Can False Complaints By Co-Workers Be Evidence Of Race Discrimination?
Having fought for the rights of employment discrimination victims for nearly twenty years, our Citrus County, Florida employment discrimination lawyers have learned that employees are often targeted by co-workers for termination for discriminatory reasons. In many cases, co-workers target an employee for termination by making false complaints about the employee’s work performance or workplace conduct. The false complaints by co-workers are then used by management as the basis to justify the employee’s termination. The recent decision by the U.S. District Court for Arizona in Lucas v. Tempe Union High School District, No. 17-2302 (D. Ariz. July 15, 2019) illustrates that false complaints by co-workers can be used as evidence to prove an employment discrimination case.
Employee Claims Racial Discrimination
In that case, Tammy Lucas (Lucas) brought a race discrimination lawsuit against her former employer, Tempe Union High School District (Tempe), pursuant to Title VII of the Civil Rights Act of 1964 (Title VII). Title VII protects employees from discrimination on the basis of race. Lucas, who is African-American, claims that Tempe did not renew her contact because of her race in violation of Title VII.
In 2014, Lucas began working as a receptionist at Marcos de Niza High School (MDN). At the time, Lucas was the only African-American working in the front office at MDN. Lucas contract was renewed for the school years beginning in 2015 and 2016, but was not renewed for the school year beginning in 2017. Lucas claims that the failure to renew her contract was the result of discriminatory false complaints made against her by co-workers.
In March 2016, Lucas applied for a student services position at MDN, but was not selected for the position. Tempe selected a Hispanic individual over Lucas. Lucas alleges that immediately after she applied for the student services position, she began facing harassing conduct from her non-African-American co-workers. Specifically, Lucas claims that her co-workers excluded her from office events, looked at her and laughed, and left a photograph of Hispanic co-workers on her desk labeled, “Smile every day, 100 Burrito Nation.” Lucas contends that the co-workers’ discriminatory harassment was “part of a plan to get rid of her.” Lucas lodged complaints with supervisors regarding the harassment. However, according to Lucas, the District Associate Superintendent only “half-heartedly conducted an investigation.”
Discriminatory Plan “Get Rid Of” Employee
Lucas also claims that her co-workers advanced their alleged discriminatory plan to get rid of her by lodging false complaints about her purported misbehavior at work. After the co-workers made their complaints, the complaints were then used as a basis for subjecting Lucas to negative performance evaluations, disciplinary action, and a performance improvement plan. Lucas further alleges that the discriminatory false complaints led to “hostile meetings” with supervisors. At one such meeting, Lucas contends that a supervisor “became physically threatening to the point where [another supervisor] had to restrain [the first supervisor].” According to Lucas, her supervisors also made “special rules that applied only to her,” while non-African-American employees were allowed to engage in the same activities without discipline. After placing Lucas on a performance improvement plan, Tempe decided not to renew Lucas’ contact because of her purported performance deficiencies.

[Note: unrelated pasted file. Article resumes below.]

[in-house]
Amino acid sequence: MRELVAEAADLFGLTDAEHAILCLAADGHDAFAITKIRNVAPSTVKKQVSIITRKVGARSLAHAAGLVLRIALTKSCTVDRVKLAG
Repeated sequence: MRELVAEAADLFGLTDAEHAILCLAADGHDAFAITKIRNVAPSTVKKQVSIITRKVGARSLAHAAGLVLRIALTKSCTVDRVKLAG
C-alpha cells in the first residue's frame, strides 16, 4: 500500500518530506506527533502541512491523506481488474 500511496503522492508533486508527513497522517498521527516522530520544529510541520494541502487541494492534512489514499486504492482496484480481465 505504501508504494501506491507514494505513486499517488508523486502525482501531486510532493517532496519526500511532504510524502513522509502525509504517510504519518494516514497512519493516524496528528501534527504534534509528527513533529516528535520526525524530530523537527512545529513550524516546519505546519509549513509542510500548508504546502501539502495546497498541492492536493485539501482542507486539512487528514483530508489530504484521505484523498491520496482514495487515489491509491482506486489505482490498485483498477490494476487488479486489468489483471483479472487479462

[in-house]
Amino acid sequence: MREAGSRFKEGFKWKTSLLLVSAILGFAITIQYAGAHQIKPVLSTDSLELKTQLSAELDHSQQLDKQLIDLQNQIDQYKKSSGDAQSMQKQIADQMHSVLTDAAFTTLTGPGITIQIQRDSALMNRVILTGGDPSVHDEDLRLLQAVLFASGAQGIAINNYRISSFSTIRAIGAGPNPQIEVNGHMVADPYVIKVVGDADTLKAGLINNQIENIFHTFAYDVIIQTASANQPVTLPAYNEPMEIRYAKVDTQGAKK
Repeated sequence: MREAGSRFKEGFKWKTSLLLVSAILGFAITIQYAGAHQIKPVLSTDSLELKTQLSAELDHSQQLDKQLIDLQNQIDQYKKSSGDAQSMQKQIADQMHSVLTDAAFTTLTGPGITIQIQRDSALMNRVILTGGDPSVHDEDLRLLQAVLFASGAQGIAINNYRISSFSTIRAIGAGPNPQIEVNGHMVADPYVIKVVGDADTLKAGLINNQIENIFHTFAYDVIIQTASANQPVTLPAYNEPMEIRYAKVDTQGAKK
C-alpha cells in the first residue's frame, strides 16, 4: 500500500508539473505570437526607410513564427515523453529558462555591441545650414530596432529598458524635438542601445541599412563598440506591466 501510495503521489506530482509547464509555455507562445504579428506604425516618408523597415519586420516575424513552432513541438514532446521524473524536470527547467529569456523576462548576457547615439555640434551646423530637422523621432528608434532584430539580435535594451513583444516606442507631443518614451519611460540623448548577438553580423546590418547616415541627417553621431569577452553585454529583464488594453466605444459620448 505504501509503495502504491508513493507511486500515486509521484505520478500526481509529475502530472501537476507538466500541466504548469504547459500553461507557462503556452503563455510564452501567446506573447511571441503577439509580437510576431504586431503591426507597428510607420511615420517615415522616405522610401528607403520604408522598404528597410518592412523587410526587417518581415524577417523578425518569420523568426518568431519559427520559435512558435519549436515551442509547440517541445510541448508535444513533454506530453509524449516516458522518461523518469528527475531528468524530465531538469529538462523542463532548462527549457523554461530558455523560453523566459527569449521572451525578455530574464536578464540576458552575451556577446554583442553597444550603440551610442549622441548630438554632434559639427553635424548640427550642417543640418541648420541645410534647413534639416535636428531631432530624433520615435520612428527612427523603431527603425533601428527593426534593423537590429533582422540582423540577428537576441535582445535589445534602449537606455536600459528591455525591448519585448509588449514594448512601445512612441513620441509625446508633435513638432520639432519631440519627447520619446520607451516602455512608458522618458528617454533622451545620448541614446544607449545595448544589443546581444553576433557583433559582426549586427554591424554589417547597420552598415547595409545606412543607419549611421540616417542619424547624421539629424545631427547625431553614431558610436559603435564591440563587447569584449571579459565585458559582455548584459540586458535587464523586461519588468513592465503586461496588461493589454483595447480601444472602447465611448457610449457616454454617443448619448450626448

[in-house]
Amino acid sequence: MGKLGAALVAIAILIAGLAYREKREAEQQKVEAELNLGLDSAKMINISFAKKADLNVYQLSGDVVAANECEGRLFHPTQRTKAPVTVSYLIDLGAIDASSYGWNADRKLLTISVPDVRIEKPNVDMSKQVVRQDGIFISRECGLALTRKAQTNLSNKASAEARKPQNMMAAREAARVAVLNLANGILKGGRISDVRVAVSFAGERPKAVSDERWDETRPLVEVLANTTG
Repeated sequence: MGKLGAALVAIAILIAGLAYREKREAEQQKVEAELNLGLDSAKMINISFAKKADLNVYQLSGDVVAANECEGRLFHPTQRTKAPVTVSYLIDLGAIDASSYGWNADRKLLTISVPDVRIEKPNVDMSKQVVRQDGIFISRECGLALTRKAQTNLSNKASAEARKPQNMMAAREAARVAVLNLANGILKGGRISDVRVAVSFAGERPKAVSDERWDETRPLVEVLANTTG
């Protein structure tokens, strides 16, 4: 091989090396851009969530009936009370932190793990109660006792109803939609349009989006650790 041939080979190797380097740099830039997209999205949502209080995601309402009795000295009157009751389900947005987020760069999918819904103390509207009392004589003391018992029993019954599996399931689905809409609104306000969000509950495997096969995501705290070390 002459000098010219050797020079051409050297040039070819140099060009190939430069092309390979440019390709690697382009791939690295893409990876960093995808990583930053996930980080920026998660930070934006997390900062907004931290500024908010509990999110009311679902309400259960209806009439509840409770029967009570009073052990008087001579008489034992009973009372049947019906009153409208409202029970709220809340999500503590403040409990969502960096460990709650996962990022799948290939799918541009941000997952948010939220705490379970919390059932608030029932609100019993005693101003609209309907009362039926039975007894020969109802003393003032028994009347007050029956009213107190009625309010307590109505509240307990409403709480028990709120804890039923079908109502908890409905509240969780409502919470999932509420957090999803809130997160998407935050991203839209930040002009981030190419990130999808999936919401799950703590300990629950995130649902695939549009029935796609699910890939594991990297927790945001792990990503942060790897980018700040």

False Complaints Are Evidence Of Discrimination
Tempe filed a motion with the trial court seeking dismissal of Lucas’ race discrimination lawsuit. In doing so, Tempe argued that Lucas’ race discrimination lawsuit was baseless and Lucas was prohibited from bringing her case before a jury. The trial court denied Tempe’s motion for dismissal and ruled that Lucas had presented sufficient evidence to prove that she was discriminated against because of her race to take the case to the jury.
In denying Tempe’s motion for dismissal, the trial court focused on the role that the allegedly discriminatory false complaints played in Lucas’ demise. The trial court pointed out that Lucas was placed on a performance improvement plan based on allegedly false information provided by her co-workers. Lucas’ purported performance problems, the trial court observed, were then used by Tempe to justify not renewing Lucas’ contract. Because Lucas had presented evidence that she did not begin receiving negative performance evaluations until her co-workers lodged their complaints against her, the trial court reasoned that a reasonable jury could find that the allegedly discriminatory false complaints by co-workers were an impermissible motivating factor in the decision not to renew her contract.
Free Consultation With Inverness Discrimination Lawyers
Based in Ocala, Florida and representing employees throughout Central Florida, our Citrus County, Florida employment discrimination attorneys have been in the trenches fighting for victims of employment discrimination for nearly twenty years. If you have been the victim of race discrimination or have questions about your employee rights under employment discrimination laws, please contact our office for a free consultation with our Citrus County, Florida employment discrimination lawyers. Our employment and labor law attorneys take employment discrimination cases on a contingency fee basis. This means that there are no attorney’s fees incurred unless there is a recovery and our attorney’s fees come solely from the monetary award that you recover.